UN: 12 February 2008 – The United Nations Children’s Fund (UNICEF) today asked donors for $856 million to assist children and women who are victims of emergencies, ranging from the conflicts in Chad and Kenya to flood-hit areas such as Mozambique.
Launching its Humanitarian Action Report 2008 in Geneva today, the agency said the funds will be used to provide urgent assistance in health, education and nutrition.
In Kenya, some 150,000 children are among the 300,000 people who were forced from their homes, while in Chad, an estimated 30,000 of the 52,000 who have been driven from the country are vulnerable and urgently need help.
“In both these conflicts, and in the 37 other crises described in this report, children and women continue to bear the brunt of conflict and displacement,” UNICEF Deputy Executive Director Hilde Johnson told a press briefing in Geneva.
Funding is also being sought for humanitarian activities in Sudan, especially the strife-torn Darfur region, home to 2.1 million internally displaced persons (IDPs). UNICEF-supported programmes in Sudan, totalling over $150 million, aim to boost health, nutrition and education, increase access to safe water and sanitation, and promote child protection and mine action.
In West Africa, nearly 1 million people are currently displaced by conflict and young children face the risk of under-nutrition. In the Democratic Republic of Congo (DRC), more than half of the deaths of young children are attributed to malnutrition. UNICEF is requesting $106 million to help Congolese children.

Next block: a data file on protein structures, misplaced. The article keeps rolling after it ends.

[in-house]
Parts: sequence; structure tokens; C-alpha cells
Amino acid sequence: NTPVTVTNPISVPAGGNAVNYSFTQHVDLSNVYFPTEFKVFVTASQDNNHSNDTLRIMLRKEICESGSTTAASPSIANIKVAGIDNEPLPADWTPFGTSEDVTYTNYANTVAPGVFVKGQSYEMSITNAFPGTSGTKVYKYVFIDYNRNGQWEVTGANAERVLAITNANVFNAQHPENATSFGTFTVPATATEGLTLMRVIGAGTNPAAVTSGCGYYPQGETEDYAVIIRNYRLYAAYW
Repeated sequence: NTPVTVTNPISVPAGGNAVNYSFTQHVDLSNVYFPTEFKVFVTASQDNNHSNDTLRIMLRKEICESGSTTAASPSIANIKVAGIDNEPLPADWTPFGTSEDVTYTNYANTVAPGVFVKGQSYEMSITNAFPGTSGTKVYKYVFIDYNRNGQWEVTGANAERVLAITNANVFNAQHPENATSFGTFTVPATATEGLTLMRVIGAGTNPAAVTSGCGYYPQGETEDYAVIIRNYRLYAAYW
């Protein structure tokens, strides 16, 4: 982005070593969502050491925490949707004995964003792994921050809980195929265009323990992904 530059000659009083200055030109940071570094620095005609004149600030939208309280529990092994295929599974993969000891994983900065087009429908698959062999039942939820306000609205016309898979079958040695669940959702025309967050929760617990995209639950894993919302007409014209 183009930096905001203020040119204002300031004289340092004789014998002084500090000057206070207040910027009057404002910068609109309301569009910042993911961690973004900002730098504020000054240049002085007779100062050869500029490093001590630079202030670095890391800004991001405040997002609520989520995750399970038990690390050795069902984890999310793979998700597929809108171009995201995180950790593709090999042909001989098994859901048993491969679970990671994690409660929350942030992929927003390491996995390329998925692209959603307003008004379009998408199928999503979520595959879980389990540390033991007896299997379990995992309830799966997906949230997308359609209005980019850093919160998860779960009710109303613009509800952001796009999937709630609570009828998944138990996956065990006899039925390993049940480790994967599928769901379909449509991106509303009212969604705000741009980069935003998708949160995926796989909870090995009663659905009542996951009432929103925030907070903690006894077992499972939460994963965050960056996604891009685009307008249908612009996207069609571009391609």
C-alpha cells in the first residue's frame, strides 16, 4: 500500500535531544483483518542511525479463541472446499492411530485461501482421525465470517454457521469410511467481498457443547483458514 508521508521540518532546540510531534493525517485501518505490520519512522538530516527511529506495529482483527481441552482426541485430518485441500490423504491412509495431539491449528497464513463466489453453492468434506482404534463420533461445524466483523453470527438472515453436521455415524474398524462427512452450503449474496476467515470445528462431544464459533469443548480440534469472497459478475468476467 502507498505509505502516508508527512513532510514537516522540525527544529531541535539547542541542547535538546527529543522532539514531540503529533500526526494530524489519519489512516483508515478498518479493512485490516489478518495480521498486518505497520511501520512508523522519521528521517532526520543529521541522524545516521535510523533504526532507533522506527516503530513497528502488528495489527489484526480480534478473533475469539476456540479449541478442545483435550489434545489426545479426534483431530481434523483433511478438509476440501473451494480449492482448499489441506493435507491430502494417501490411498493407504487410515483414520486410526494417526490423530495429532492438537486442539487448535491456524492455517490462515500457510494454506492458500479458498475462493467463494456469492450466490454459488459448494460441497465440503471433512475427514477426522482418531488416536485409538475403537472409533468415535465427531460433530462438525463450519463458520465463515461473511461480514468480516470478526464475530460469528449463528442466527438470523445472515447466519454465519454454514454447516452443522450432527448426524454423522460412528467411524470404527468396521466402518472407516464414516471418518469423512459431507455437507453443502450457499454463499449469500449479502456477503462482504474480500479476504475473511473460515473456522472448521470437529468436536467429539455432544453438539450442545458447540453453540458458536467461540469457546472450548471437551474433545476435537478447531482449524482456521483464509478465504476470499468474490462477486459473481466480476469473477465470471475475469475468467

“We must make sure that children and women are protected as much as possible from these atrocities, and that those responsible for these crimes are eventually brought to justice,” Ms. Johnson stressed.
Last year, thanks to an increase in the contributions received from new funding mechanisms such as the Central Emergency Response Fund (CERF), 52 per cent of UNICEF’s requested emergency funds were received. The agency today said it hopes donors and other partners will help increase the efficiency of disaster preparedness and response.
Steve Adkisson, who represented UNICEF in Chad from 2004 to 2007, said financing up front can save costs in the long run. “If the funding does not come in a consistent and timely manner, goods need to be delivered by air rather than by road,” he noted. And each time that happens, “more funding goes to the delivery of the goods.”
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